I see advice all the time in both Christian and secular realms telling married couples to “prioritize your sex life.”
And you know what? I agree! That’s why I’ve written three books on sex.
(including 31 Days to Great Sex; I don’t talk about that one enough anymore but it’s an awesome, fun challenge to do with your spouse! And no, you don’t have to have sex for 31 days straight. It’s all about building things into your life that lead to amazing sex. Yes, some spicing up and some technique, but also getting rid of baggage, getting more affectionate, dealing with libido differences, and more.)
Sex is meant to be something AMAZING in your marriage.
With that being said, though, when people say, “prioritize your sex life”, what do they mean?
I was tagged by some of you on Facebook alerting me to an article on XO Marriage called “The Ten Secrets of Happy Couples.” It’s not a bad article, with pretty good advice on what makes a happy marriage, though they don’t go into depth on any one thing. But let’s look at what they say specifically about sex:
Prioritize your sex life.
It takes much more than sex to build a strong marriage, but it is nearly impossible to build a strong marriage without it. Prioritize your spouse’s sexual needs. If your spouse is the one with the higher drive, then work to meet their need since you are the only legitimate source on earth where that need can be met. With prioritizing your sex life, don’t prioritize just the act itself but also more affection, foreplay, flirtation, and celebration of each other. Work to find solutions when you face setbacks in your health or sex life and be patient and tender with each other when insecurities or limitations occur. Sex is a gift from God that’s meant to be enjoyed in marriage, so enjoy it!
Okay, on its face this is fairly good, generic advice. What are we being asked to do?
- Prioritize your spouse’s sexual needs
- The lower libido spouse should work to meet the higher drive spouse’s needs
- Don’t prioritize just sex but also put more affection, foreplay, flirtation, and celebration in your sex life
- Find solutions when you face health problems or sex problems
- Be patient and tender with each other when limitations occur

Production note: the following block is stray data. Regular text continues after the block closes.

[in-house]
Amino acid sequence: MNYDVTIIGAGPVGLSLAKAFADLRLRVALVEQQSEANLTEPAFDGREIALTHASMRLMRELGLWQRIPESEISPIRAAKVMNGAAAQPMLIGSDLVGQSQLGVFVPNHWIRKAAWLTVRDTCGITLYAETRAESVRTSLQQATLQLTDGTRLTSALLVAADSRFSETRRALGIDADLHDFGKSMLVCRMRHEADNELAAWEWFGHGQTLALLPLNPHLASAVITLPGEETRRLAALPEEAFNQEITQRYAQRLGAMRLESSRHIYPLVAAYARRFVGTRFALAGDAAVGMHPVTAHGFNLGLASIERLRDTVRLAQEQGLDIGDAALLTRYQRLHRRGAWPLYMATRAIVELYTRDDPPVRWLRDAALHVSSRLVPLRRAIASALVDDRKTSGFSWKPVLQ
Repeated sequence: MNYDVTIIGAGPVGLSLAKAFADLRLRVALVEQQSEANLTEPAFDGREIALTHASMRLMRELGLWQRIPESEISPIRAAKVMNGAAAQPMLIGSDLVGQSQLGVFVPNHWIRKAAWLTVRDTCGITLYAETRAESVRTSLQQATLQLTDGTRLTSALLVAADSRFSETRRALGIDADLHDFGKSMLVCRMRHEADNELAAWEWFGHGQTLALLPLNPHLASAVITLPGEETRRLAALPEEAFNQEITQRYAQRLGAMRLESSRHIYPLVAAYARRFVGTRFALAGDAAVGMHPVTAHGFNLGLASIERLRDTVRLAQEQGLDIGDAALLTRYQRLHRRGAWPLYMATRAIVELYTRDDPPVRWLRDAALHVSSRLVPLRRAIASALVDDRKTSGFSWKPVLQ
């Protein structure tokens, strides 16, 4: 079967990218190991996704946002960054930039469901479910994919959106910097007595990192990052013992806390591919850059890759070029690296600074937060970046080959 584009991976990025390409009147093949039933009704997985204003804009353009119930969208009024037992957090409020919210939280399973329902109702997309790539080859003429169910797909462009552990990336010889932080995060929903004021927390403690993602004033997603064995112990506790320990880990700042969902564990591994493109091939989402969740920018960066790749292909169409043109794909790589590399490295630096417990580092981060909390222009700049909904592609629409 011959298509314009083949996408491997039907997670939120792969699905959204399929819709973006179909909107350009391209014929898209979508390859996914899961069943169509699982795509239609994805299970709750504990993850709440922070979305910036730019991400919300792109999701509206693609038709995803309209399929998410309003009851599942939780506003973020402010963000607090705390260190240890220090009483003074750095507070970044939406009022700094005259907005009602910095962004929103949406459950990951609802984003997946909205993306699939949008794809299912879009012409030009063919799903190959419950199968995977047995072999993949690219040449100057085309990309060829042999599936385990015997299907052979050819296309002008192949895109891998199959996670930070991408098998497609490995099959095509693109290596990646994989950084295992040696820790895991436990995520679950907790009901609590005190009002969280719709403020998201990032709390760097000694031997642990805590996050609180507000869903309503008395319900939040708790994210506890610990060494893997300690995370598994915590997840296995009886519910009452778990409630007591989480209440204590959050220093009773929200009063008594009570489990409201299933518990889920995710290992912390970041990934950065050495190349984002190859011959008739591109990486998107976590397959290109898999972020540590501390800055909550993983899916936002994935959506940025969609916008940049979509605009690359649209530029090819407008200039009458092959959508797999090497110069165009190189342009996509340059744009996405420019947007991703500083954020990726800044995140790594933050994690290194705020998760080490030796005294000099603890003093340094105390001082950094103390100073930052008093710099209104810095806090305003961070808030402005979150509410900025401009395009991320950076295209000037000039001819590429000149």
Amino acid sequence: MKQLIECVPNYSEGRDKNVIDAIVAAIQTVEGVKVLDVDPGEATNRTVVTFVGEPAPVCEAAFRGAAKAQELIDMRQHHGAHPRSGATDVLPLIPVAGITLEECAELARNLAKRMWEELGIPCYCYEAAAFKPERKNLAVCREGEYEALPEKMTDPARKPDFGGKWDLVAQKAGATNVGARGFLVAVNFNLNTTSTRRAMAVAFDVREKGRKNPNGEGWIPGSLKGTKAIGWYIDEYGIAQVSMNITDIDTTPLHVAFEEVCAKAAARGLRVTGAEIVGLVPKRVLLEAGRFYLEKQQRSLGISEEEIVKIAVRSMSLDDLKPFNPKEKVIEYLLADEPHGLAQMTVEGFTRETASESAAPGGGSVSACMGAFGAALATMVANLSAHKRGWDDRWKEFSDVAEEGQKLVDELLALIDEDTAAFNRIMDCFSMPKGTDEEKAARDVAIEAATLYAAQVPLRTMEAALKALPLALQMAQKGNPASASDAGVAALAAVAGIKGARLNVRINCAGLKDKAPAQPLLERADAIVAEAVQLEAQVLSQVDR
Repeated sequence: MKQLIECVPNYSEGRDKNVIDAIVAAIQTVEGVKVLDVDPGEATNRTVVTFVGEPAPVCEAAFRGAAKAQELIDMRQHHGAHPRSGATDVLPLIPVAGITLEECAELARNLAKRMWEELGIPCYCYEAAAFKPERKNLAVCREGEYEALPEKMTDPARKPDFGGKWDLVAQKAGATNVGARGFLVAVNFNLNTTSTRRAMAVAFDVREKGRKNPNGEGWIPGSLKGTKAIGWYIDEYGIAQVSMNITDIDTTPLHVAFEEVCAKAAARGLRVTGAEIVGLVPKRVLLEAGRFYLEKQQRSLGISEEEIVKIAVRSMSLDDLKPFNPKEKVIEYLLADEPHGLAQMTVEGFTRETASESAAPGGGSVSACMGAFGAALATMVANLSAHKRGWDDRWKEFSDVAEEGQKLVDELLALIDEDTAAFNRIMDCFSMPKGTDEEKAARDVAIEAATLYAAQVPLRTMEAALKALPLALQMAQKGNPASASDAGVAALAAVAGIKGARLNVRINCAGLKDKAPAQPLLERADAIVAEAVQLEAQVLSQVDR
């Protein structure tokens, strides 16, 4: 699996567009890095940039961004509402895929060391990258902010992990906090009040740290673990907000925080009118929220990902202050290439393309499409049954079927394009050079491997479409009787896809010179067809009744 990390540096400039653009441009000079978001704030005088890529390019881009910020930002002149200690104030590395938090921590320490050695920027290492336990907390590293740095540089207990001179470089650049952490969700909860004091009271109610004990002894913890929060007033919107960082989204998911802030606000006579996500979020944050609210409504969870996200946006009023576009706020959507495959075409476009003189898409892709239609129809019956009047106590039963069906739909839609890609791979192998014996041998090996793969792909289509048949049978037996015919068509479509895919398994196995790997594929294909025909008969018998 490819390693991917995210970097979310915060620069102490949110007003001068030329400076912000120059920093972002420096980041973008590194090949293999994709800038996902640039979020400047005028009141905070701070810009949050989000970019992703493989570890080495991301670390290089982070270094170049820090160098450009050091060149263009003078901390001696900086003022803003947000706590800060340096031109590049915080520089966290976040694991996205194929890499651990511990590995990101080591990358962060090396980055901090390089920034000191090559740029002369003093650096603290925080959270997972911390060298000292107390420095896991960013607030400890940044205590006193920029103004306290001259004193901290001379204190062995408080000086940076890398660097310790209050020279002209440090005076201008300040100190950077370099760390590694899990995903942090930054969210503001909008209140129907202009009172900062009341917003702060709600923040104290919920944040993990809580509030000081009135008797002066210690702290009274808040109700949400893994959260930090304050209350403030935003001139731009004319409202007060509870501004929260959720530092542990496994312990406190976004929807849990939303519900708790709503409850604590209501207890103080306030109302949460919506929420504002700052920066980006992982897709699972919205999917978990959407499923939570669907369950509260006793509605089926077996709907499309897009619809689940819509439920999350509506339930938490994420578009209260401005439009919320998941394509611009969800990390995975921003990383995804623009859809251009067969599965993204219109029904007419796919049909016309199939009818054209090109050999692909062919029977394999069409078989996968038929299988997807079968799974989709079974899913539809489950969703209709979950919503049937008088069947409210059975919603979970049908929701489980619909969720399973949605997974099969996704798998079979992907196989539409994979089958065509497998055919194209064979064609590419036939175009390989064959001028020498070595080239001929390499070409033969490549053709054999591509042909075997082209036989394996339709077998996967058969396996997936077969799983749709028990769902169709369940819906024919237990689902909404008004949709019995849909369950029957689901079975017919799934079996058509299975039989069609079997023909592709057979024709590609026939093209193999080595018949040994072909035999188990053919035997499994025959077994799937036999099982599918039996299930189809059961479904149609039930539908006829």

- Enjoy sex
Again, all good advice. And I like how they didn’t assume the higher drive spouse would be the man, either.
But if you were to describe what the MAIN piece of advice was to prioritize your sex life, what would it be?
Likely this, because it’s the only place where they say anything more than something generic:
“If your spouse is the one with the higher drive, then work to meet their need since you are the only legitimate source on earth where that need can be met.”
That’s the main piece of advice. So the big problem that they see is that people aren’t having enough sex, and the high drive spouse is left without their needs met.
The article then goes on to say that you need to increase affection and foreplay and flirting, and you need to find solutions to problems. But it doesn’t say anything more than that.
The reader is left with the feeling that the big problem that needs to be addressed is making sure the lower libido spouse has sex more, and then everything else is a series of tick boxes.
There’s just one problem: As we found in our survey of 20,000 women, frequency and libido are not the issue.
Frequency and libido tend to be symptoms of something else–at least when women are the ones with the lower sex drive, which is more common than the other way around.
I have said this repeatedly, and I’ll say it again:
When women regularly reach orgasm; when they feel connected to their spouse during sex; when they have high marital satisfaction; when he isn’t using porn; when there is no sexual dysfunction–frequency tends to take care of itself.